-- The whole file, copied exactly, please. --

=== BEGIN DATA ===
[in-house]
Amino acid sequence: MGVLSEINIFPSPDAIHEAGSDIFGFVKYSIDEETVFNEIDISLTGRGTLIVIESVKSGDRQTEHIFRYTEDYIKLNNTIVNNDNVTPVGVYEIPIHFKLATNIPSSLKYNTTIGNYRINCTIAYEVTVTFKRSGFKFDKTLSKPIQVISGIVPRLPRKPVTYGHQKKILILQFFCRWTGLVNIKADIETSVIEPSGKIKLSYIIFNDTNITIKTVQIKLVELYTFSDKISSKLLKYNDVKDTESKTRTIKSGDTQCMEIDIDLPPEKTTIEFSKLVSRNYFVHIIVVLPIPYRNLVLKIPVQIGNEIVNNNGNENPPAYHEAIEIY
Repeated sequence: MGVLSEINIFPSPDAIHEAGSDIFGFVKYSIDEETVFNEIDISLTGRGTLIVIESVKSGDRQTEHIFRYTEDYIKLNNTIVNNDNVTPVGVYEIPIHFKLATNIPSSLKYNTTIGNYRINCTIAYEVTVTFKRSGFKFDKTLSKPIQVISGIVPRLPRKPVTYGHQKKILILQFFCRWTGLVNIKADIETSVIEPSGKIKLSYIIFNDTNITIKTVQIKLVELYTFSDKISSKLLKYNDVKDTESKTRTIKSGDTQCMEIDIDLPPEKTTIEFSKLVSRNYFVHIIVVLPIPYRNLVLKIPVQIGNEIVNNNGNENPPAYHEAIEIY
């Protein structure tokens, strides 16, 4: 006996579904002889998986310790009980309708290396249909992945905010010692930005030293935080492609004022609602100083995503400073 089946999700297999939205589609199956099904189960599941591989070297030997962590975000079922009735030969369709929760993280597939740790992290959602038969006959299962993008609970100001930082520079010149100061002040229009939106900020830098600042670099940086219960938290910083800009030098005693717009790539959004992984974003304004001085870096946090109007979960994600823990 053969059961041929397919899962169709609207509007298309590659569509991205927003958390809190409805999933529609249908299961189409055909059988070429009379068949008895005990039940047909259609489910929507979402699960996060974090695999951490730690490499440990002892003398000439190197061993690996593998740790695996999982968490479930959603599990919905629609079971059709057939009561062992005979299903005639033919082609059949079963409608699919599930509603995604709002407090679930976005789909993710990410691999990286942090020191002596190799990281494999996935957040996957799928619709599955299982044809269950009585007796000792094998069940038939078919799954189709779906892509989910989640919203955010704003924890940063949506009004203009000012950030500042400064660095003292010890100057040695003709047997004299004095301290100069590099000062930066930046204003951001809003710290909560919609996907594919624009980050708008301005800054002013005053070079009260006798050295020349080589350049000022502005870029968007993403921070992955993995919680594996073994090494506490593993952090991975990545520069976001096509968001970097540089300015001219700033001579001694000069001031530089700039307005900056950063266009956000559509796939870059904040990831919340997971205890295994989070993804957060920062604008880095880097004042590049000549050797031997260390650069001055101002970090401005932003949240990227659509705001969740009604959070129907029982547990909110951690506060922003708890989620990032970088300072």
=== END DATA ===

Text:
[in-house]
Amino acid sequence: MGVLSEINIFPSPDAIHEAGSDIFGFVKYSIDEETVFNEIDISLTGRGTLIVIESVKSGDRQTEHIFRYTEDYIKLNNTIVNNDNVTPVGVYEIPIHFKLATNIPSSLKYNTTIGNYRINCTIAYEVTVTFKRSGFKFDKTLSKPIQVISGIVPRLPRKPVTYGHQKKILILQFFCRWTGLVNIKADIETSVIEPSGKIKLSYIIFNDTNITIKTVQIKLVELYTFSDKISSKLLKYNDVKDTESKTRTIKSGDTQCMEIDIDLPPEKTTIEFSKLVSRNYFVHIIVVLPIPYRNLVLKIPVQIGNEIVNNNGNENPPAYHEAIEIY
Repeated sequence: MGVLSEINIFPSPDAIHEAGSDIFGFVKYSIDEETVFNEIDISLTGRGTLIVIESVKSGDRQTEHIFRYTEDYIKLNNTIVNNDNVTPVGVYEIPIHFKLATNIPSSLKYNTTIGNYRINCTIAYEVTVTFKRSGFKFDKTLSKPIQVISGIVPRLPRKPVTYGHQKKILILQFFCRWTGLVNIKADIETSVIEPSGKIKLSYIIFNDTNITIKTVQIKLVELYTFSDKISSKLLKYNDVKDTESKTRTIKSGDTQCMEIDIDLPPEKTTIEFSKLVSRNYFVHIIVVLPIPYRNLVLKIPVQIGNEIVNNNGNENPPAYHEAIEIY
């Protein structure tokens, strides 16, 4: 006996579904002889998986310790009980309708290396249909992945905010010692930005030293935080492609004022609602100083995503400073 089946999700297999939205589609199956099904189960599941591989070297030997962590975000079922009735030969369709929760993280597939740790992290959602038969006959299962993008609970100001930082520079010149100061002040229009939106900020830098600042670099940086219960938290910083800009030098005693717009790539959004992984974003304004001085870096946090109007979960994600823990 053969059961041929397919899962169709609207509007298309590659569509991205927003958390809190409805999933529609249908299961189409055909059988070429009379068949008895005990039940047909259609489910929507979402699960996060974090695999951490730690490499440990002892003398000439190197061993690996593998740790695996999982968490479930959603599990919905629609079971059709057939009561062992005979299903005639033919082609059949079963409608699919599930509603995604709002407090679930976005789909993710990410691999990286942090020191002596190799990281494999996935957040996957799928619709599955299982044809269950009585007796000792094998069940038939078919799954189709779906892509989910989640919203955010704003924890940063949506009004203009000012950030500042400064660095003292010890100057040695003709047997004299004095301290100069590099000062930066930046204003951001809003710290909560919609996907594919624009980050708008301005800054002013005053070079009260006798050295020349080589350049000022502005870029968007993403921070992955993995919680594996073994090494506490593993952090991975990545520069976001096509968001970097540089300015001219700033001579001694000069001031530089700039307005900056950063266009956000559509796939870059904040990831919340997971205890295994989070993804957060920062604008880095880097004042590049000549050797031997260390650069001055101002970090401005932003949240990227659509705001969740009604959070129907029982547990909110951690506060922003708890989620990032970088300072």